Halloween 4 holds up really well, as the ultimate ’80s slasher movie interpretation of the original Halloween. Like many of the Halloween followup movies, Return operates primarily as a pseudo-remake of the original film. Michael Myers has been in a coma for a decade after being practically incinerated by Dr. Sam Loomis at the climax of Halloween II (which, remember, took place on the same October 31st, 1978 night as the first movie), holed up in Ridgemont Federal Sanitarium. For some reason, on October 30th, 1988 the eve of the ten-year anniversary of Michael’s initial sanitarium escape, the powers that be opt to transfer Michael from Ridgemont back to Smith’s Grove, where he had been imprisoned from 1963 till 1978. Invariably, he awakens from his coma just in time to get some crucial plot exposition (Laurie’s orphaned daughter Jamie Lloyd still lives in Haddonfield), then busts out of the ambulance transporting him in grisly fashion. Loomis, sporting some nifty burns, returns on the scene, now raving like an unhinged lunatic, and promptly makes for Haddonfield.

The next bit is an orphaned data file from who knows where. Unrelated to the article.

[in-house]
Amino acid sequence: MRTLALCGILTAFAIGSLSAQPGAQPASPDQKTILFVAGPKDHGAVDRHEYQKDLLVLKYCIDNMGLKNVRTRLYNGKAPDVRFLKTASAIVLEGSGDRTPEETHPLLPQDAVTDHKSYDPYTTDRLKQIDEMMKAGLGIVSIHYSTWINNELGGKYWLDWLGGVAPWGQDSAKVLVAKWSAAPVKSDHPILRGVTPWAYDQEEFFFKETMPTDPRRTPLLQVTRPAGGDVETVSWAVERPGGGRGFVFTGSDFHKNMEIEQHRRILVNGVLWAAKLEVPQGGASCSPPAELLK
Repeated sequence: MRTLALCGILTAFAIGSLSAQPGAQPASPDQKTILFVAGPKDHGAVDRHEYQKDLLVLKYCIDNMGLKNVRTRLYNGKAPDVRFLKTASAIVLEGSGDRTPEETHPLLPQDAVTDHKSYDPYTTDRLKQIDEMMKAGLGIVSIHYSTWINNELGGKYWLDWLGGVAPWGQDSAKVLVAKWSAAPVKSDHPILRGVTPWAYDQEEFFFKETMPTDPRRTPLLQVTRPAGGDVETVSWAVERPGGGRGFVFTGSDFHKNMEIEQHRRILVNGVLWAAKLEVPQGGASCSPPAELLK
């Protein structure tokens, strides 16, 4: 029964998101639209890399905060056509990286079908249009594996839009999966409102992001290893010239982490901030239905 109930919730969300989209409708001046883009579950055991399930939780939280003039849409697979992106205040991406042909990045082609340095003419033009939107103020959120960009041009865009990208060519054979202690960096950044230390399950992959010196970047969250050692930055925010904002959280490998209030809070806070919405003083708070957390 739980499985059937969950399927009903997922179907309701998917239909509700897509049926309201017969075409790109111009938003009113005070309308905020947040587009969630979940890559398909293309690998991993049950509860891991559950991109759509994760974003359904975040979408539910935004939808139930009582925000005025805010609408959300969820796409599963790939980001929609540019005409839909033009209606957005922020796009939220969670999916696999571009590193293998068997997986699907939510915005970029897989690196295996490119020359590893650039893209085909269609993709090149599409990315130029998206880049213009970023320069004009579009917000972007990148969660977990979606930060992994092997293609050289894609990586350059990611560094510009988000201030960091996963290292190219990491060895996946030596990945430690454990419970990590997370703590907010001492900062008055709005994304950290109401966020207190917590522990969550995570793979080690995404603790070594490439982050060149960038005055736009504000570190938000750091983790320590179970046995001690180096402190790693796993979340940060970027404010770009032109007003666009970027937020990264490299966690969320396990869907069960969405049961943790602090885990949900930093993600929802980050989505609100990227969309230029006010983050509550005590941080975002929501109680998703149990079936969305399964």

There, he (and we) discover young Jamie battling strange visions of her uncle, but otherwise living peacefully enough with her adoptive family, the Carruthers clan. Lovelorn teen Rachel Carruthers (Ellie Cornell) adores her new sister, but balks when her parents force her to watch Jamie and cancel her Halloween date plans with beefcake Brady (Sasha Jensen of Dazed and Confused). Brady immediately cheats on Rachel with the comely Kelly Meeker (Kathleen Kinmont), daughter of new Haddonfield Sheriff Ben Meeker (Beau Starr). Brady and Kelly’s transgression essentially signs their death warrants at the hands of Michael, but at least Brady puts up a fight. Myers chases Rachel and Jamie all over town, as they hop across houses, through a deserted school in an inspired creepy sequence, and in a fast-moving pickup truck. At the end of Halloween II, Michael somehow overcame being shot in both eyes to blindly pose a serious threat to Laurie and Loomis. This time, Michael has acquired a superhuman strength so powerful that he can now crush people’s skulls and rip off their flesh with his fingers.